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NEW YORK (
Citigroup (C - Get Report) was the loser among the largest financial names on Friday, with shares pulling back 2% to close at $34.57.
The broad index ended with slight declines, after the U.S. Commerce Department said that despite a slight increase in disposable consumer income during October, consumer spending was down 0.2%. The Commerce Department's Bureau of Economic Analysis said that "the October estimates of personal income and outlays reflect the effects of Hurricane Sandy, which made landfall in the United States on October 29," and while it "cannot quantify the total impact of the storm on personal income and outlays," the Bureau "did make adjustments where source data were not yet available or did not reflect the effects of Sandy."
Meanwhile, the impasse over the fiscal cliff continued, following U.S. Treasury Secretary Timothy Geithner's presentation on Thursday to of a compromise package to Speaker of the House John Boehner (R-Ohio), that included the tax increases for couples earning over $250,000 a year favored by President Obama, along with a new $50 billion stimulus spending package, while not offering the type of spending cuts that Republicans are looking for.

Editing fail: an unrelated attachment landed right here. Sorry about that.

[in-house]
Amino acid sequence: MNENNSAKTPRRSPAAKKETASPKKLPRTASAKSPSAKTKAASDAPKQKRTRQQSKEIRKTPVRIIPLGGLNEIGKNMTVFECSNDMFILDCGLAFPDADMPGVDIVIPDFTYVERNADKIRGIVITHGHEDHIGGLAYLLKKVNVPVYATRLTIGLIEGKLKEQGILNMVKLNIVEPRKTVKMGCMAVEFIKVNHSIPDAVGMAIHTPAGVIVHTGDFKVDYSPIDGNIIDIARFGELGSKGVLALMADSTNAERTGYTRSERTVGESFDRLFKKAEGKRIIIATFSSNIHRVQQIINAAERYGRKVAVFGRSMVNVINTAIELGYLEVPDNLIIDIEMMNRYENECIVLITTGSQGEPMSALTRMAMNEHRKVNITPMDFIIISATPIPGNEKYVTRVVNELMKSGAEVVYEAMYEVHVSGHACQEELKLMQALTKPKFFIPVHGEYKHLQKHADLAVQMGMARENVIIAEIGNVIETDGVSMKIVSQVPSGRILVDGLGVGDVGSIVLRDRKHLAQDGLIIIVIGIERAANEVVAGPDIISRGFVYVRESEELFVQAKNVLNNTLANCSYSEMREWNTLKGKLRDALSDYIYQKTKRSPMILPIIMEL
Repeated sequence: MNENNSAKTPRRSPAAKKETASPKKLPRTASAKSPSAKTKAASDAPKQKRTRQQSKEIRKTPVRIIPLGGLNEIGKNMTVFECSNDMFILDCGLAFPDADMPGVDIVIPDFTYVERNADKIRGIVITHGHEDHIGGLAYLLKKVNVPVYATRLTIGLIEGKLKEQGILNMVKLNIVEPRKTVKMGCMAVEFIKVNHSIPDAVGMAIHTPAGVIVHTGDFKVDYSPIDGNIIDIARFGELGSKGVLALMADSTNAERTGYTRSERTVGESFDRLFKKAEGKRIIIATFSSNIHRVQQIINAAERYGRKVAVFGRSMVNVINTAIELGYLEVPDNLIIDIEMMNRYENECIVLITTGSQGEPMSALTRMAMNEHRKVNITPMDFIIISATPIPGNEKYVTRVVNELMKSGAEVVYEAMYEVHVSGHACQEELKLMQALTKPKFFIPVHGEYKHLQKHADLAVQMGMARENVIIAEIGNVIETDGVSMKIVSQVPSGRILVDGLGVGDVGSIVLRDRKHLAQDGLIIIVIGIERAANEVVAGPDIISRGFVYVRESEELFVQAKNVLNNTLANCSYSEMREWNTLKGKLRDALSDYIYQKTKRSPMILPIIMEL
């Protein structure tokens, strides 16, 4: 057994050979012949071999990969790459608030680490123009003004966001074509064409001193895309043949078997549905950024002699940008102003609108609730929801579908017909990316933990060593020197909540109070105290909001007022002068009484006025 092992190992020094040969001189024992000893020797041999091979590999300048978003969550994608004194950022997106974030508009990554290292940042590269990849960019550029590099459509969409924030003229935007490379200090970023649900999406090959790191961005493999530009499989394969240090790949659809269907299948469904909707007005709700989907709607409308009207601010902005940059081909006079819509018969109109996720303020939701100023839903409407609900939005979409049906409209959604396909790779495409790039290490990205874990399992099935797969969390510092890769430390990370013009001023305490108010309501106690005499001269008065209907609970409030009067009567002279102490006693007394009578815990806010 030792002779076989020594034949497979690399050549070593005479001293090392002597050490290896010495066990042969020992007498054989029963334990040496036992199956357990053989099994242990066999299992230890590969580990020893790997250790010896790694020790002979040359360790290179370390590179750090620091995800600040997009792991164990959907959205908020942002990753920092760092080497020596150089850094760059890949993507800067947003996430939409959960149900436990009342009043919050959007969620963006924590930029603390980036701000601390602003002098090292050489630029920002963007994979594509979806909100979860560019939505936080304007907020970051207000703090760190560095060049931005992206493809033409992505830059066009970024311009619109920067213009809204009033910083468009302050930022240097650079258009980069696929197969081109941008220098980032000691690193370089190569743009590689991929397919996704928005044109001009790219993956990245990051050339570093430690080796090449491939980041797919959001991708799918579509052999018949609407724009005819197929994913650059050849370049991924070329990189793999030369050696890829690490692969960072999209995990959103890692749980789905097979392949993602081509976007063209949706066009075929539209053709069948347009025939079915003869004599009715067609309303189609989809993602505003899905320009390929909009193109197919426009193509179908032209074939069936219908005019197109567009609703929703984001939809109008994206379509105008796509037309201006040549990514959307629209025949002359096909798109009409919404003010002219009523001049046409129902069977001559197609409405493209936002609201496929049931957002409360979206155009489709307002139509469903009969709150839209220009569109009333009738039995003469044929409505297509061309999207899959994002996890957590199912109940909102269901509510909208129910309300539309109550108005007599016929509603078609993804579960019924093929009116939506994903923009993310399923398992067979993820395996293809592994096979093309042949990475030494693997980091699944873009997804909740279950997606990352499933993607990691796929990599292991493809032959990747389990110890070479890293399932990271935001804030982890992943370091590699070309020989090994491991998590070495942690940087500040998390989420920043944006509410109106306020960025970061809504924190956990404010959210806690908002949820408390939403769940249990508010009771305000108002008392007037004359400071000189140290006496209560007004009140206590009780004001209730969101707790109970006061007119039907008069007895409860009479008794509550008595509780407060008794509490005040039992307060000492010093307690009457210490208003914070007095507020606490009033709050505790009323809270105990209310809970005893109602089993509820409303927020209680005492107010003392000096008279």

Boehner said to reporters on Friday "there is a stalemate. Let's not kid ourselves," and that raising taxes on the highest earners would be a "crippling blow" to small businesses, according to various reports.
KBW Bank Index (I:BKX) was down slightly to close at 48.54, with 15 of the 24 index components ending the week with declines.
Cost Cutting at Citigroup
Citigroup's shares have now returned 32% year-to-date, following a 44% decline during 2011.
The shares trade for 0.7 times their reported Sept. 30 tangible book value of $52.70, and for 7.5 times the consensus 2013 EPS estimate of $4.64, among analysts polled by Thomson Reuters. The consensus 2014 EPS estimate is $5.04.
Bloomberg on Thursday reported that Citigroup was planning to cut 150 additional investment bank jobs in the fourth quarter, after laying off 1,550 investment banking employees earlier this year, Nomura analyst Glenn Schorr on Friday suggested that the company could benefit from a "named" cost savings program.